Twenty-five

Taiisha looked at the man’s sleeping form in the dark, then got out of bed without disturbing him.  The thermostat in the cheap hotel room was dialed low enough that frost was forming inside the windows.  She preferred warm weather, but cold didn’t bother her unduly either.  Outside, snow drifted down slowly, like a curtain.  She turned the facts of her situation over in her head.  The man’s name was Martin, and he was from Ile du Soleil.  The Ravens had heard of the computer program Edward had found, and they were looking for him.  This man was too self-assured, too used to surveillance on unwary citizens.  Taiisha had spotted him almost immediately.  Nikki should have as well, although the girl had made no attempt to deal with him.  Martin had no idea who Taiisha was, and seducing him was easy.  It would be easier to control the problem if she were with him, so she stayed. 

She could feel Nikki ahead of them, as if the girl was a beacon, calling to her.  Their window faced north, and she looked that way, as if she could see through the snow and the miles to where Nikki was.  She could find Nikki whenever she wanted; the trick was to keep Martin and the powers that pulled his strings from finding her.  If she separated from him, she doubted he’d blink an eye, but she wouldn’t know what he was up to, either.  So she would keep her Italian accent, and pretend to be horny and harmless.

She didn’t want to wait, though.  She was rarely impatient, and wondered what had gotten into her. 

She heard Martin stir, then sit up.  “Baby?” he called.

She resented being called anything other than whatever name she’d chosen for herself at the time.  “What do you want?” she asked, not concealing her irritation.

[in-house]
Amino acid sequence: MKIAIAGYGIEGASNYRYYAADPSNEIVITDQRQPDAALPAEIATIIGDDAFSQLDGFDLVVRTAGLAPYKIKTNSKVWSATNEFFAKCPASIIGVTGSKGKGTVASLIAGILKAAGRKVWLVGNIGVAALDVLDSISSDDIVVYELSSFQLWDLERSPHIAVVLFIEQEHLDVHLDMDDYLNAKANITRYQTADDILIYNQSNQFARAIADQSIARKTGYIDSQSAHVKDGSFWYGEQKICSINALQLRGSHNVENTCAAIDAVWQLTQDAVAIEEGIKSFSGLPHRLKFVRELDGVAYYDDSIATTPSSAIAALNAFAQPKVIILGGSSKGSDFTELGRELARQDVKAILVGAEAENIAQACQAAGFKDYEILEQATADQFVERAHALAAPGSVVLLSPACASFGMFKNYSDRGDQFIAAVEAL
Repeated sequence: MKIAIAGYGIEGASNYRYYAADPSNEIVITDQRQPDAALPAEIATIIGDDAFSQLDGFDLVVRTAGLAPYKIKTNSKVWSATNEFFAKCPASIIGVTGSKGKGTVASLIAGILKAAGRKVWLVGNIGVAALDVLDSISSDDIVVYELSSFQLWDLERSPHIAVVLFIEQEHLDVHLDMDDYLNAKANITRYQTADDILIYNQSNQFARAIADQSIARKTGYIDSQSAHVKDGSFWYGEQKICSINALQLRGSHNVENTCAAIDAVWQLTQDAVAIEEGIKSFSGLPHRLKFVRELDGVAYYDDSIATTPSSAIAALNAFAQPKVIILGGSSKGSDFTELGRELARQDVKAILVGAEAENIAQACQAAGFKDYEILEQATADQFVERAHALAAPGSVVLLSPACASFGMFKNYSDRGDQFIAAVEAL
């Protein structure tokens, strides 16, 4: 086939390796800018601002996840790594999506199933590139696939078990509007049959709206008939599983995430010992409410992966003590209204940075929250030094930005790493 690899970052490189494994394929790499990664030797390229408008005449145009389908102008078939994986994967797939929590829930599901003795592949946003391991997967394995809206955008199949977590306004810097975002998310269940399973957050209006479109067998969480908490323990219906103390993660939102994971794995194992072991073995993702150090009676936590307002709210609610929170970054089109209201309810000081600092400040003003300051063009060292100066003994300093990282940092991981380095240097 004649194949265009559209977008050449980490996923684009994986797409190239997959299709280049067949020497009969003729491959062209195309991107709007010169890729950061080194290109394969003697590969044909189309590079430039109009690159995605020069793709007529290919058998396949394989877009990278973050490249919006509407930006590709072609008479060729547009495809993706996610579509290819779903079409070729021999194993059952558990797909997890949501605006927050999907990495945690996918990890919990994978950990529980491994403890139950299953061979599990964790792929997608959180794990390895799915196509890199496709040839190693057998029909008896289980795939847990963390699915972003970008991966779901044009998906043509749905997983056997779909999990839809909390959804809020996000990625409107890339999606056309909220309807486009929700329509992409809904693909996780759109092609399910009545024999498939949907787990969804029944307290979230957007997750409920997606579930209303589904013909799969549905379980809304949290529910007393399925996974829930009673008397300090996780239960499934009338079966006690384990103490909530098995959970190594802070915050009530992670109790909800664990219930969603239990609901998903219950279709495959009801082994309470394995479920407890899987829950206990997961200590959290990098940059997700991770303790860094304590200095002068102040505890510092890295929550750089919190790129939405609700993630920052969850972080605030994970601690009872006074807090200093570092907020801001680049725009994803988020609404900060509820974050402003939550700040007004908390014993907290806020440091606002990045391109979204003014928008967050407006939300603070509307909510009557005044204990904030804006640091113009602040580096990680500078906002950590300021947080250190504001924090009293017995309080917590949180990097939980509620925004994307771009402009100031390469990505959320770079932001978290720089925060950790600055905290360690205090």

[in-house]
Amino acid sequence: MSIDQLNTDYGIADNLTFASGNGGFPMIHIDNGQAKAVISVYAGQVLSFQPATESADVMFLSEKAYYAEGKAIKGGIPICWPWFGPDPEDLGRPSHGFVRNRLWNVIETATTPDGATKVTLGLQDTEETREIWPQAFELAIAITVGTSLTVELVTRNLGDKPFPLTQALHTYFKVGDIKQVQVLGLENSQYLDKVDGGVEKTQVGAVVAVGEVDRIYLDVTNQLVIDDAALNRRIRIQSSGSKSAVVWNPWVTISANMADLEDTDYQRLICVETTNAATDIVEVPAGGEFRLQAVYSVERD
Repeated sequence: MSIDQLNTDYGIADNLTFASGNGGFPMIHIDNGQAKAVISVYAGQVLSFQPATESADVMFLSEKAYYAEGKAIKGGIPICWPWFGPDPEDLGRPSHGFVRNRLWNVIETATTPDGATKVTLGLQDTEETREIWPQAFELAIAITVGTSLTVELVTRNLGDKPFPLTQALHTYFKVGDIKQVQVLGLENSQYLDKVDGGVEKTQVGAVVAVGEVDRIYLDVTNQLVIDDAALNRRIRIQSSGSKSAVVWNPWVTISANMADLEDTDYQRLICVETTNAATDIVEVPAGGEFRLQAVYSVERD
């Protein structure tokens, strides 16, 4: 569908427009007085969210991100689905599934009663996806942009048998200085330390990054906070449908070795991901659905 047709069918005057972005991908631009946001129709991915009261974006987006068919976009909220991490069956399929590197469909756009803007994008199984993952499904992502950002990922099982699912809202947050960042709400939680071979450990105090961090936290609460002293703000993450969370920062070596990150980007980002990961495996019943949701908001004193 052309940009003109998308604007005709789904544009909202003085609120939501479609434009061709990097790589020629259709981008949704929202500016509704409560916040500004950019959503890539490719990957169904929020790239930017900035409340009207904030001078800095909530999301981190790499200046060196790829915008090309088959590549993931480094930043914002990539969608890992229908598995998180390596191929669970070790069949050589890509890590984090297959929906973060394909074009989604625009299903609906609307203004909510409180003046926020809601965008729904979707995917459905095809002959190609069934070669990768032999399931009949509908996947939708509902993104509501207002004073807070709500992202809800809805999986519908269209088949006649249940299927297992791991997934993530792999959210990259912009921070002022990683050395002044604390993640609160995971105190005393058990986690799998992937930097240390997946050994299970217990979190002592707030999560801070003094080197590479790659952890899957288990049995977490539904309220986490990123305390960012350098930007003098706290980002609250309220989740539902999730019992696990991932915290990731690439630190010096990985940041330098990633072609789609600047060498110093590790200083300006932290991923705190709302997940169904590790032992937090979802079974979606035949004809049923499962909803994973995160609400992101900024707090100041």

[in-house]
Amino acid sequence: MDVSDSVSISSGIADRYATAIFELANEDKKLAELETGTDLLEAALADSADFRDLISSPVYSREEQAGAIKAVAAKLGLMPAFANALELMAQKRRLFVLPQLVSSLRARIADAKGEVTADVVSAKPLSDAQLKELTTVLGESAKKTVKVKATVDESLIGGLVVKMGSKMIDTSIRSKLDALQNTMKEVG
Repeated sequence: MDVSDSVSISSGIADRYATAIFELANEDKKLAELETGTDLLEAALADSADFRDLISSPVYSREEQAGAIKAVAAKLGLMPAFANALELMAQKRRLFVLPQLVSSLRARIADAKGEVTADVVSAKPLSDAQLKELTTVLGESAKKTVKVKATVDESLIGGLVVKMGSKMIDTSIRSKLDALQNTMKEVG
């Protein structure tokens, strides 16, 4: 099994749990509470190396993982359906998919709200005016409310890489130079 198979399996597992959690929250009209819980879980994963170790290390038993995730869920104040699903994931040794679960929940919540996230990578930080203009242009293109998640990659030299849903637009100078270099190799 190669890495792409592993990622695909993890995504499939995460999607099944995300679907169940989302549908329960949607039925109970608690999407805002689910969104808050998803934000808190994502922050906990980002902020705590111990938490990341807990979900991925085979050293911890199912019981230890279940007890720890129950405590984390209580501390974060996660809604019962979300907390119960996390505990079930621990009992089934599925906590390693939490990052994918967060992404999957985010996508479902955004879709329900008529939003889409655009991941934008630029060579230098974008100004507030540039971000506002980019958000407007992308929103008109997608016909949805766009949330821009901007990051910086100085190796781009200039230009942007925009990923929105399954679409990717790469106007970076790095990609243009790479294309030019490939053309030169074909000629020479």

She could hear him smile, the slick sound of his lips parting to reveal his teeth, and he sat up further, pulling the sheets around his naked hips to settle in for a romantic middle-of-the-night heart-to-heart.

“Just to talk.  Why’re you over there?”

Oh, yes.  She’d give him her heart, but he’d give his in return, and maybe she’d feed it to him.  “I chose not to sleep.”

“Are you worried about your daughter?” he asked.

“Of course,” she replied.  That was true, if not in the sense he meant exactly.

“I wouldn’t worry about her.  If this guy left her alone and trusted her to do as he told her, he’s probably not gonna hurt her.”

“So say you.  There are many ways to hurt.”

“I’ve read up on the guy.  He’s not a total sleaze,” Martin replied.  “Almost a decent guy, actually.  I bet I’d like him, if I met him.  And I probably will.  Chicago is only a rest stop for them.  My people think they’ve gone to meet a woman named Lexi Crane.  Looks like we know who they’re selling the information they stole to.”

Taiisha frowned; she knew that Eddie had stolen the Ile du Soleil information on accident, and he wasn’t the type to risk the wrath of a spy network by selling information.  His playground was almost exclusively corporate.  “But who is this person?” she asked.

“It’s a degrees of separation game,” Martin explained patiently.  “Sharp went to college with a guy named Ian Warnock.  He’s nobody, an accountant at Ford.  But Warnock was also a good friend of Lexi Crane and Warren Packard, the car guy who died recently.”

Taiisha nodded.  “Go on.”

“Packard was an acquaintance–friend, maybe–of Dobie Cassarell, who, as you know, is a landowner and minor political figure in Ile du Soleil.”

“This name I know.”

“Well, Cassarell has placed a few calls to Ms. Crane in the past few weeks.  He was also at her house recently, for an estate auction.  And now, Sharp has placed a few calls to her house and I’m willing to bet he’s on his way there.  I wouldn’t be surprised if she was selling the information to him.”

“And what for?”

“I have no idea.  Ruben has just told me it’s my job to find out, and we have about a week to do it.  Maybe less.”

The Ravens meant to disappear everyone involved, Taiisha was certain.  She had heard of Ruben before as well, a thug whose fearless viciousness had impressed short-minded superiors enough to give him far more authority than he deserved.  She surrounded by the stupidest operatives Ile du Soleil had ever produced.  The Ravens she met were usually of much higher quality.  “And in a week what happens?” she asked.  “My daughter–“